Tuesday, September 21, 2010

Battling IMHA With Integrative Veterinary Medicine (part 2)

Guest post by Dr. Patrick Mahaney, VMD

Now that you have an idea as to Cardiff’s IMHA history and clinical signs from my last article (see Battling IMHA With Integrative Veterinary Medicine (part 1)), let’s discuss the integrative (combination of Western and Traditional Chinese Veterinary Medicine) treatment I use to manage his illness.

Cardiff’s therapy includes blood transfusion, immune system modifying medications and supplements, Chinese herbs, acupuncture, and a diet tailored for his specific condition.  Based on my experience in treating his third IMHA episode (and similar positive responses I see with other patients), this multimodal approach prevented his disease from abruptly worsening and permitted improvement more rapidly than his previous two IMHA episodes.

The medications (Prednisone and Azothioprine) used to suppress Cardiff’s immune system from destroying its red blood cells (RBCs) don’t allow his body to effectively fight off bacterial, viral, and fungal organisms. I have tapered his drugs to a lower frequency in attempt to avoid potential adverse side effects while maintaining control over his immune system. The balance between appropriate and excessive immunosuppression is tricky, so supporting his immune health via supplements, Chinese herbs, and whole food/non-processed diet is vitally important.

For supplements, Cardiff currently gets Omega 3 Fatty Acids (Nutramax Welactin salmon oil), a chondroprotectant (Nutramax Dasuquin joint supplement), and a combination antioxidant and immune system supporter (i Love Dogs Reishi with Green Tea). Omega 3 fatty acids have a powerful anti-inflammatory effect on the blood, nervous system, and joints. The chondroprotectant optimizes joint health to reduce the reliance on pain medication to which he has previously had an adverse response. Anti-oxidants combat production of free radicals formed by his hyperactive immune system’s destruction of red blood cells (RBCs) and day to day activity. The immune system supporting supplement ensures Cardiff’s immunosuppressed body will be better able to fight off opportunistic infections.

While immunosuppressed, Cardiff developed multiple warts, caused by Canine Papilloma Virus, which his compromised immune system could not fight off without additional support from a supplement. Fortunately, he got both immune system and antioxidant support by taking i Love Dogs Reishi with Green Tea tablets. Two weeks after starting this supplement, Cardiff’s warts began to regress. Several weeks later, the unsightly skin blemishes were completely gone!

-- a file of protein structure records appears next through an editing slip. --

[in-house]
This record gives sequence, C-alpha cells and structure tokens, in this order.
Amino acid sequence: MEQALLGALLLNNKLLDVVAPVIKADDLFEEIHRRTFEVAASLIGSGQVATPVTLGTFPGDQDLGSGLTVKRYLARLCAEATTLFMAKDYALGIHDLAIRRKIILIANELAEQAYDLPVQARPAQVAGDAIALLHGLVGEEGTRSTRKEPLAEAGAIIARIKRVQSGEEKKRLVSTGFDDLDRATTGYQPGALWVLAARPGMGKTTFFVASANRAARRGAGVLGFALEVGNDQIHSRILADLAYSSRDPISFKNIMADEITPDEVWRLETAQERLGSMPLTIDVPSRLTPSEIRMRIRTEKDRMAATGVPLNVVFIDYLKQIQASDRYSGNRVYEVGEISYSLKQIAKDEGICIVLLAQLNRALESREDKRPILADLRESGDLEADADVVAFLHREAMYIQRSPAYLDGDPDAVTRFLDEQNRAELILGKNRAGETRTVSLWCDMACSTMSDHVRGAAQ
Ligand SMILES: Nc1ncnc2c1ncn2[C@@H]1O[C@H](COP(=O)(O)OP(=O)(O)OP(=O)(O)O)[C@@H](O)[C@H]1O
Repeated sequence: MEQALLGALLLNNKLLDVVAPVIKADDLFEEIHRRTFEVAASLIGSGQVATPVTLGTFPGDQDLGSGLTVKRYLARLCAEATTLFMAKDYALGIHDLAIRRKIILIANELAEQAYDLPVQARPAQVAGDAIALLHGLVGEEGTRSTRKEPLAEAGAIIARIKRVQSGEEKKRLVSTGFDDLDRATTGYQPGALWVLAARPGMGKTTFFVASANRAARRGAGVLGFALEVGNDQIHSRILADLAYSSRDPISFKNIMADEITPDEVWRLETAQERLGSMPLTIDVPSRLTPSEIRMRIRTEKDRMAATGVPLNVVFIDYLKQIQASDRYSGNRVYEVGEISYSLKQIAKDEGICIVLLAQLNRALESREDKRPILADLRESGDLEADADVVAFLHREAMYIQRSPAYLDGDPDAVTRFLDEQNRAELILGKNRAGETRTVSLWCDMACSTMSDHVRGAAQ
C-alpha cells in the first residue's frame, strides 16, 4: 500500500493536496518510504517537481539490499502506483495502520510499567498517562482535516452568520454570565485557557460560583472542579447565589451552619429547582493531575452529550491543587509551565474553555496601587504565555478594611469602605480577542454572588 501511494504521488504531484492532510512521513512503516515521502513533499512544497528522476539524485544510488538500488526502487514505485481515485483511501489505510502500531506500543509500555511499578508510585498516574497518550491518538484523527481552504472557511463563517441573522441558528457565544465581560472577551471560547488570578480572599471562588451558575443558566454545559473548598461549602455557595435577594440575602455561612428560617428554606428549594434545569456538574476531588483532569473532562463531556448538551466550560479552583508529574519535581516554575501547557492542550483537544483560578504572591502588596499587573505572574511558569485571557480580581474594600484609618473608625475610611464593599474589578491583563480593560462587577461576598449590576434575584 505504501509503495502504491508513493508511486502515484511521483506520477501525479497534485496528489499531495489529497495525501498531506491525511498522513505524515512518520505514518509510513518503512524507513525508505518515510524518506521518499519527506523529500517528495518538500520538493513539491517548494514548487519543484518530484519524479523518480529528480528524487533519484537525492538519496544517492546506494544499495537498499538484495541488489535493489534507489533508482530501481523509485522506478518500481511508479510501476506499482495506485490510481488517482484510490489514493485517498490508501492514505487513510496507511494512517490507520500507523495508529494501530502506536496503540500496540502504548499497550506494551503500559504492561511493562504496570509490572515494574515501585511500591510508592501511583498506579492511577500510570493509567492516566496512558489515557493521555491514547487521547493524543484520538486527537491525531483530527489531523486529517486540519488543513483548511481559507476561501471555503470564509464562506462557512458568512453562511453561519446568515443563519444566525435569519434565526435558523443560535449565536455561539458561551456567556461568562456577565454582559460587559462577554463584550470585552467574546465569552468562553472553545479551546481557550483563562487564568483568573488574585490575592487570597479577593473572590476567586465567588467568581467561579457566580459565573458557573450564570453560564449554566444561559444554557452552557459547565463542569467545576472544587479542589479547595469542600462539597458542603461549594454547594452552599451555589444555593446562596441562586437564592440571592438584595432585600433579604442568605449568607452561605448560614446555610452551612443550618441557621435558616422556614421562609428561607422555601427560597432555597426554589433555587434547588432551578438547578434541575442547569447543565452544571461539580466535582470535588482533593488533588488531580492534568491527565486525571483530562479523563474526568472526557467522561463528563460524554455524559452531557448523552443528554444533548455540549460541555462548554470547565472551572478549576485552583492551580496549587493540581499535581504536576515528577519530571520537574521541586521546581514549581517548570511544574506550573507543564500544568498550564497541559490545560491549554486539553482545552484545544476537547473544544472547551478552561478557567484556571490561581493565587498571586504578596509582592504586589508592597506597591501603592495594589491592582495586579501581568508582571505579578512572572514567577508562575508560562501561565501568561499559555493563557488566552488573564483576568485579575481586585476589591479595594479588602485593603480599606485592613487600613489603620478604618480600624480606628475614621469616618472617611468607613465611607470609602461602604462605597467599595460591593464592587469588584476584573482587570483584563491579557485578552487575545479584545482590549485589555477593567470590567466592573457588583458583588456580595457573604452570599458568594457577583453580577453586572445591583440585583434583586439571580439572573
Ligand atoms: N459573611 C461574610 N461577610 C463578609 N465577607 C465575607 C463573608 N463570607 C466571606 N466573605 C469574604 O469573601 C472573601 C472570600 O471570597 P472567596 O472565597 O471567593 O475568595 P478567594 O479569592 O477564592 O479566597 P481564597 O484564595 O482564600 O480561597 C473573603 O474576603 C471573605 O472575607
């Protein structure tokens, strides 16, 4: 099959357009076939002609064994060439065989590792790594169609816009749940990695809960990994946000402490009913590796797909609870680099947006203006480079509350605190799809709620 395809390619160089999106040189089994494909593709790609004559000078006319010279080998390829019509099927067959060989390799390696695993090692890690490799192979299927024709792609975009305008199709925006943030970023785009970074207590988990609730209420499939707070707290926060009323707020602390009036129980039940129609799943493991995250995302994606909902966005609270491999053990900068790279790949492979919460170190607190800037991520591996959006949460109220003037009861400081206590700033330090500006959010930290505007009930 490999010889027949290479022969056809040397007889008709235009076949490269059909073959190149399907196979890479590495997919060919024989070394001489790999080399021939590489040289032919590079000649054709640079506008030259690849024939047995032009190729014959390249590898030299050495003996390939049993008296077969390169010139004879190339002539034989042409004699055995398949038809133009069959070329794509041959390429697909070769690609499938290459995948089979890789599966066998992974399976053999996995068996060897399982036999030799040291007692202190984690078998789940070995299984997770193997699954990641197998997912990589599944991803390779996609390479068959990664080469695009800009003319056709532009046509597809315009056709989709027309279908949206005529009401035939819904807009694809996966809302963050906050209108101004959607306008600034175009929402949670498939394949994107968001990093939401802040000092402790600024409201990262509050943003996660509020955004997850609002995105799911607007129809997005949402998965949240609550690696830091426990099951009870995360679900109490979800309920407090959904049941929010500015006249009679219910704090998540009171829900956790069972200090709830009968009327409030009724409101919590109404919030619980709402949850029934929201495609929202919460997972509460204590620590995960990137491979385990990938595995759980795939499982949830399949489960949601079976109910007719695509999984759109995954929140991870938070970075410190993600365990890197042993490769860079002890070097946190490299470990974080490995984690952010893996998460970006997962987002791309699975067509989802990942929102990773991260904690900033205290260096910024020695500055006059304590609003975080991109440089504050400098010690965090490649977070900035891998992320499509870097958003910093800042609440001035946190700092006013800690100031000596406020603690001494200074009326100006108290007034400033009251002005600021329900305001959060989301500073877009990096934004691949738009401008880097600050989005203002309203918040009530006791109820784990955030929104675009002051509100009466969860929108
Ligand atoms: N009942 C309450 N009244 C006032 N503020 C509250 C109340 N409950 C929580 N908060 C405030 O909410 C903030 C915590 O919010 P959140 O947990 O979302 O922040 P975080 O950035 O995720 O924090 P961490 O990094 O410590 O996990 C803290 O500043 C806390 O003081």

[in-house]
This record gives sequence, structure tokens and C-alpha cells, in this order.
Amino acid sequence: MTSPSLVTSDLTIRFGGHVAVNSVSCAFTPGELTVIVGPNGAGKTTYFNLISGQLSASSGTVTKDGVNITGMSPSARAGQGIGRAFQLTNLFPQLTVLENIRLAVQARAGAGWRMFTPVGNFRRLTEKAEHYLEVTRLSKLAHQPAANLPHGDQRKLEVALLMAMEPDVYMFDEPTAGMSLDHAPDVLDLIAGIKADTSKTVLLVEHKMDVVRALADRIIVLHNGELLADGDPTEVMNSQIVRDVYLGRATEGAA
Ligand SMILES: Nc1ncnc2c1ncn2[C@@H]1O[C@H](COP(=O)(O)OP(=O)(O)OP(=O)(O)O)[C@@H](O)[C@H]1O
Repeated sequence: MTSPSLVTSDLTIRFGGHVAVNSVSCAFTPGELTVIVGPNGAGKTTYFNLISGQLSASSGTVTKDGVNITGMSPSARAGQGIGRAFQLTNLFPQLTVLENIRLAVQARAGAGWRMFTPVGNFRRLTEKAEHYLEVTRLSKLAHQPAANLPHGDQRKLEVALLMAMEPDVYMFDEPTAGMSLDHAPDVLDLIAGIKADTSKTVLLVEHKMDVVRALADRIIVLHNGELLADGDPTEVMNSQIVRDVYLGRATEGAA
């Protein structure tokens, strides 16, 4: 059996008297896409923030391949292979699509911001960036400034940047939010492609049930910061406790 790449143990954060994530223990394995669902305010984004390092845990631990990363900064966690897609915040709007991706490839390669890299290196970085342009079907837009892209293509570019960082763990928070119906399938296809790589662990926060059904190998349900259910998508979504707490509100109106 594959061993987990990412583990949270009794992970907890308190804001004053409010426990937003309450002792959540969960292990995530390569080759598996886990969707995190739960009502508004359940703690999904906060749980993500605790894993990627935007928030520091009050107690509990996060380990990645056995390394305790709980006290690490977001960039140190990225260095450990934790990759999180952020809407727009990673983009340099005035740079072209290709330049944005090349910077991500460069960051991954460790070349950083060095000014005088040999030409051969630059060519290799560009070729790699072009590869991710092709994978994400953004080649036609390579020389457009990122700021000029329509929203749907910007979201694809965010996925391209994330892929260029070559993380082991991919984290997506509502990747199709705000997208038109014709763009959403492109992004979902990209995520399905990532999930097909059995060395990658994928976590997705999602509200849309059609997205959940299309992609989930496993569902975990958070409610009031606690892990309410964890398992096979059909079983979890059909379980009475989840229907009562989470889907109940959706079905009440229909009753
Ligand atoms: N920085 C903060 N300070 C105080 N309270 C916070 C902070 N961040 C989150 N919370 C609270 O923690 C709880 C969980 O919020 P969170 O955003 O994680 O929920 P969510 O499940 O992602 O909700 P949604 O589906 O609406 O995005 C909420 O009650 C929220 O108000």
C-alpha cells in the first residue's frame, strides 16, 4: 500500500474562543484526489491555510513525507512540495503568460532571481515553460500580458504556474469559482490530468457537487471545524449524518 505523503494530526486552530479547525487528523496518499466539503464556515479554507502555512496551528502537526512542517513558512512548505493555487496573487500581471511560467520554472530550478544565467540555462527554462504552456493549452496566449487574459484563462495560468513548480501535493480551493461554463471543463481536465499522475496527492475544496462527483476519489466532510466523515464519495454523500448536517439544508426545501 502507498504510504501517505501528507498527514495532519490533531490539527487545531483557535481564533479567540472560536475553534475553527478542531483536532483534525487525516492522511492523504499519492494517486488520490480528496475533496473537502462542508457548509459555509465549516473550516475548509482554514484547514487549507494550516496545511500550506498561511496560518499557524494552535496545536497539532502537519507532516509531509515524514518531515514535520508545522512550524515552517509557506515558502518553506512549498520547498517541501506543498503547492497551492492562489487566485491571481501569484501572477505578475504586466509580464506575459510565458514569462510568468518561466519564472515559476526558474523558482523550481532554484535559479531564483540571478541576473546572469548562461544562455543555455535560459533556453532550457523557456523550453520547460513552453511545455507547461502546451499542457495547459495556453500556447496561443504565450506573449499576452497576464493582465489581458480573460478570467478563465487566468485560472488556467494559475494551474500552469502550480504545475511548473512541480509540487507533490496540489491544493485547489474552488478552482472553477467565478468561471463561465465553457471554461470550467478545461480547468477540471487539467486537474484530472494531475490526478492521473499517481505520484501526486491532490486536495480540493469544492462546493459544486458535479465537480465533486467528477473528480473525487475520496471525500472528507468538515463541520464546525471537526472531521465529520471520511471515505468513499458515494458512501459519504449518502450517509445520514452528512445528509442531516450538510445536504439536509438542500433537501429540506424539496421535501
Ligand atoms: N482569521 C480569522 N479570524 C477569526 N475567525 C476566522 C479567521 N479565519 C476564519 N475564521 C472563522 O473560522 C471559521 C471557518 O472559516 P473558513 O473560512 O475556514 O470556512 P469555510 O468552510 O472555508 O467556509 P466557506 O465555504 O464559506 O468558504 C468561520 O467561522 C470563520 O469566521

I am very grateful that Cardiff has the ability to overcome his IMHA and return to a state of health where he exhibits no outward appearance of illness. I wish he had not gone through three hemolytic episodes, yet he has repeatedly overcome adversity and has an amazing quality of life (see Cardiff’s blog). I hope that the integration of western and traditional Chinese veterinary medicine (TCVM) will keep his immune system at bay. Yet, should Cardiff have another IMHA episode, I know I can manage his condition so that he can get back to crazily squeaking his “Mr. Martian” toy (see Cardiff on ‘roids YouTube video).

Everyone always says that Cardiff is a lucky dog to have me as a dad. Actually, I am lucky to have such an inspiring companion with a challenging condition, as Cardiff teaches me personal and professional life lessons every day.

Copyright of this article is owned by Dr. Patrick Mahaney, Veterinarian and Certified Veterinary Acupuncturist. Republishing any portion of this article must first be authorized by Dr. Patrick Mahaney. Requests for republishing must be approved by Dr. Patrick Mahaney and received in written format.

You can read more about Cardiff on Dr. Patrick's blog as he reports on his treatment of this life threatening health condition, Immune Mediated Hemolytic Anemia (IMHA).

Yes, Dr. Patrick uses acupuncture on his own pet. He completed the International Veterinary Acupuncture Society (IVAS) basic course (2006) and he is now a Certified Veterinary Acupuncturist (CVA).

He earned this certification after he graduated from the University of Pennsylvania School of Veterinary Medicine (1999) and completed an internship at Friendship Hospital for Animals in Washington, D.C (2000).

Why does he believe so strongly in acupuncture for your pets, especially as a pain management tool? Because combining both Western and Eastern treatments can produce a better outcome for your pets.

Dr. Patrick also works with local Los Angeles rescue organizations to help those pets that have been given a second chance to live healthier lives, and he is currently sharing his pet care knowledge at his Los Angeles Pet Care Examiner column.

Further reading:
Immune Mediated Hemolytic Anemia (IMHA)
Medical Jargon Explained: Hypo- versus Hyperthyroid
Seizure Disorders
Atopic Dermatitis
Your Dog And Leptospirosis

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